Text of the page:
Design and optimisation of the sector transport, storage and assembly tooling and procedures of the New Small Wheel for the Atlas Experiment.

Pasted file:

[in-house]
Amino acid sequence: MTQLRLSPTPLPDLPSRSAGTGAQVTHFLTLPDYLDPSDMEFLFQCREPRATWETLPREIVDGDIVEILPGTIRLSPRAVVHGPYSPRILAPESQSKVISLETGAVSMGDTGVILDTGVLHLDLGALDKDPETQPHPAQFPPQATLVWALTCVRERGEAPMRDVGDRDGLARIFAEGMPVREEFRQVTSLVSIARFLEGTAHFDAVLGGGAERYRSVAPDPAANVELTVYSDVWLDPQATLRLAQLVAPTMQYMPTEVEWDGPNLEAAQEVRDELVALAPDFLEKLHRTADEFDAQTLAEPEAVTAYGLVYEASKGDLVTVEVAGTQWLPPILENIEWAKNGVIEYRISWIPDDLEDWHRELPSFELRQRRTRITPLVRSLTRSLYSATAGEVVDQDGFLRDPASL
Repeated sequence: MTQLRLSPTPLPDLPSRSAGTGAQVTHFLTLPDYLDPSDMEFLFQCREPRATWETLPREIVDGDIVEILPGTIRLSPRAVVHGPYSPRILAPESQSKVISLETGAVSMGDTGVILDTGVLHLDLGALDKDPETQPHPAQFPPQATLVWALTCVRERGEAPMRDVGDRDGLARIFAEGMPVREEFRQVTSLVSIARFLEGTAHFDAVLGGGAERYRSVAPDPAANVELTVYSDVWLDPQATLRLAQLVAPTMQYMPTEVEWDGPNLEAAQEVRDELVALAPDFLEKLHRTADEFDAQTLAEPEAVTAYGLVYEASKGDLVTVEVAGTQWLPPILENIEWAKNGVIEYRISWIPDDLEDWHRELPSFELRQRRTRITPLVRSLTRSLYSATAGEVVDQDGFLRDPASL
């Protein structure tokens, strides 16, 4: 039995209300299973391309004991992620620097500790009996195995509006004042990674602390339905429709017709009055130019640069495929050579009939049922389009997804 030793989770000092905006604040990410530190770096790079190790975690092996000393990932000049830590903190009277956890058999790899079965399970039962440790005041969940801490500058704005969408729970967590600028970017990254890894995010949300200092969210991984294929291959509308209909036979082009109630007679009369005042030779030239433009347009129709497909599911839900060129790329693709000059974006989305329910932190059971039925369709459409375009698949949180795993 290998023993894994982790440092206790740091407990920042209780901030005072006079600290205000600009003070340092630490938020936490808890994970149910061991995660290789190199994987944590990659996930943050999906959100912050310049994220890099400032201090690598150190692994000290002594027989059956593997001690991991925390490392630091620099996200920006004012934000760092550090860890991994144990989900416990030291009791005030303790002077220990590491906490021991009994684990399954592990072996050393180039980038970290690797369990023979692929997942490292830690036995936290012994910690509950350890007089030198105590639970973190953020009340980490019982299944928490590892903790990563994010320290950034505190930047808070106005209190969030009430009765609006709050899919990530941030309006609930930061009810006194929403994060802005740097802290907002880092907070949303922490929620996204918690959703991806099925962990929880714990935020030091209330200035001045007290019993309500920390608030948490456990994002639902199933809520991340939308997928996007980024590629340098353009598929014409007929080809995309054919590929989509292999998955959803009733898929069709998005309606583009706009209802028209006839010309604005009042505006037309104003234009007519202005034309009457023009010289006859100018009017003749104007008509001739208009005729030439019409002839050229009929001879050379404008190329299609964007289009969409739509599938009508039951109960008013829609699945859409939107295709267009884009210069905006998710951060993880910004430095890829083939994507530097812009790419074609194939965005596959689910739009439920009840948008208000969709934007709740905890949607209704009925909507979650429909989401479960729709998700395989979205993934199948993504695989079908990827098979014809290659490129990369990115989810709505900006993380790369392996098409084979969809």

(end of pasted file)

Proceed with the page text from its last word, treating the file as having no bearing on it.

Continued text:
This report describes the design of the transport, storage and assembly tooling for the sectors of the ATLAS Experiment’s New Small Wheel. This tooling is to be used during the 2018 Large Hadron Collider’s shutdown, Long Shutdown 2. Comprehensive design reports following the Eurocode and CERN’s unique design environment and philosophies are presented. The NSW sector transport tool is an adaption of a previously used ATLAS EO muon transport tool, taking new sector masses, geometries and other transport restrictions into account. A safety document is provided for this tool confirming safety with regards to applied stresses in line with the Euro-code. The document also confirms lifting stability during all of the tool’s intended procedures. The assembly tool allows the sTGC components to be assembled to the Micromegas chambers to create NSW sectors for the New Small Wheel. This tool also provides a platform for repairs and adjustments to be made to the NSW sectors before installation. The NSW sector assembly station is also designed in line with the Euro-code. A floor layout allocating space for transport, assembly and storage procedures in Building 191 of the Meyrin, CERN site is provided as specified by the project requirements. An investigation confirming the validity of the finite element analysis techniques and simplifications used on the Micromegas wedges is conducted and presented. This investigation uses the results obtained from experimental thermal tests and analytical calculations of a Micromegas multiplet mock-up called the MMSW and compares them to finite element analysis results modelled to the same testing conditions. The results obtained from this investigation show that the computational results have an error of 7.6 % when compared to the attained experimental results. Consequently, because the finite element model is created in an identical manner to the one used for the Micromegas wedges, an assumption of similar errors can be applied to future simulations conducted on the Micromegas wedges, using this technique.